Al Michaels

Happy 73rd birthday to one of the most renowned sportscasters of all time.

Al Michaels has covered more major sporting events than any broadcaster in history.  One of television’s most respected journalists, he is currently in his 41styear as a network broadcaster.

No one – not Lucille Ball, not Ed Sullivan, not Milton Berle – has been on prime time television for as many hours.

Called “Television’s best play-by-play announcer” by the Associated Press, Michaels is the only commentator to call a Super Bowl, World Series, NBA Finals and host a Stanley Cup final for network television.

For 20 years, Michaels was the voice of Monday Night Football, and remains the best play-by-play man ever to grace the MNF booth.  

He called the 1980 Olympic “Miracle on Ice” hockey game, covered the earthquake in San Francisco during the 1989 World Series, and is currently the voice of the top-rated show in America – Sunday Night Football on NBC.

Of the 20 most-watched broadcasts in the history of American television, 19 are Super Bowl games [the 1983 M*A*S*H  finale is ninth on the list].

Michaels was behind the mic for three of the top ten, including Super Bowl XLIX when, in February 2015,  more than 120 million viewers tuned in to see the New England Patriots beat the Seattle Seahawks with an improbable goal-line interception to seal the game.  It remains the most-watched event in television history.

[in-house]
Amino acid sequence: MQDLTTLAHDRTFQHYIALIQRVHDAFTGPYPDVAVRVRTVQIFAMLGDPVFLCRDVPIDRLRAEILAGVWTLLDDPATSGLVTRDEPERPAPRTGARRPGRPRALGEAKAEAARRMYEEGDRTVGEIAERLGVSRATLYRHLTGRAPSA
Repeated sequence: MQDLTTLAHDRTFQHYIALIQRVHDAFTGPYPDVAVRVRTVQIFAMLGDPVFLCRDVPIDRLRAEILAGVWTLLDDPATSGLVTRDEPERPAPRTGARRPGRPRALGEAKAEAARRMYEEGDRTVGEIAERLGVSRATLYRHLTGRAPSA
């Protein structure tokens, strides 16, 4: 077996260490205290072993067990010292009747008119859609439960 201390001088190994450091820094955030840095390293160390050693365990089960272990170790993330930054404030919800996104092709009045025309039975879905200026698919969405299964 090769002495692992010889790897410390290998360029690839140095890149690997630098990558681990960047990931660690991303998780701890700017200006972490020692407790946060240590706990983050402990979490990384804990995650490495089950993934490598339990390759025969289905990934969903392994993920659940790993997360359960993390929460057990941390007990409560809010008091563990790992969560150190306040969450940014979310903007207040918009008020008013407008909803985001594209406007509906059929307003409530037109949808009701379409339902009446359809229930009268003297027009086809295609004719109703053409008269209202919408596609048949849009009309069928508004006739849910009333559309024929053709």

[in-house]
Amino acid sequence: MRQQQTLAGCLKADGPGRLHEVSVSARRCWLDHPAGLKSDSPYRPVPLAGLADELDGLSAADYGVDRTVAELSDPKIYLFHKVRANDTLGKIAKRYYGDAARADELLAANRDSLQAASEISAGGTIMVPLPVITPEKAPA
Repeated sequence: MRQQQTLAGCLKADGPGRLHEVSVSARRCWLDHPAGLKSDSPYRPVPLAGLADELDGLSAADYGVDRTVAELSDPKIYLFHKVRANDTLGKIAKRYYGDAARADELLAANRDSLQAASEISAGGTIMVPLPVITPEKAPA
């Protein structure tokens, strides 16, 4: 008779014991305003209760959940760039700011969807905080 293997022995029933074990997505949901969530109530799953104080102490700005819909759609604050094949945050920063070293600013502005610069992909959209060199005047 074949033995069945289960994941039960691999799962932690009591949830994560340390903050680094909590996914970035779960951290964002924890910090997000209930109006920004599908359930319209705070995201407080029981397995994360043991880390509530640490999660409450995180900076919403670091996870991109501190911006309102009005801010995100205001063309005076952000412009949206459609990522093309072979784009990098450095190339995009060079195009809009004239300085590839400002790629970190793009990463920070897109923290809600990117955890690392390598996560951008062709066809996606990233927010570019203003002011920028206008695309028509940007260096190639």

Born in Brooklyn on this date in 1944, Alan Richard Michaels is the eldest of three children raised in a Jewish family.  He grew up a Brooklyn Dodgers fan, listening to Red Barber and Vin Scully call games while dreaming of becoming a major league announcer.

In 1958, Michaels headed west with his family, leaving Brooklyn for Los Angeles the same year as his beloved “Bums.” He played baseball at Alexander Hamilton High School, alma mater of hall-of-fame quarterback Warren Moon, actress Rita Hayworth and Frank Bank, who played Lumpy on television’s Leave It To Beaver.

After graduating Hamilton in 1962, Michaels attended Arizona State University, where he majored in radio and television while minoring in journalism.  At ASU, he worked as a sportswriter for The State Press student newspaper and called Sun Devil football games on radio.

Michaels’ first job in television was with Chuck Barris Productions, where he earned $95 a week choosing women to appear on The Dating Game.

Linda Anne Stamaton, whom Michaels had recently married, also worked for Barris as assistant prize coordinator for The Newlywed Game.  Michaels was hired by the Los Angeles Lakers as color commentator for Chick Hearn, but was fired after four games because Hearn did not like his work.  He went to work in Hawaii, calling baseball for the Islanders of the Triple-A Pacific Coast League.

He also called high school football and was the football and basketball voice of the University of Hawaii Rainbows.  Michaels was beloved in the Aloha State where, in 1969, he was named Hawaii Sportscaster of the Year.

At 26, Michaels moved to Cincinnati to become the lead announcer for the Reds.  When the Big Red Machine advanced to the 1972 World Series, he helped cover the Fall Classic for NBC Sports.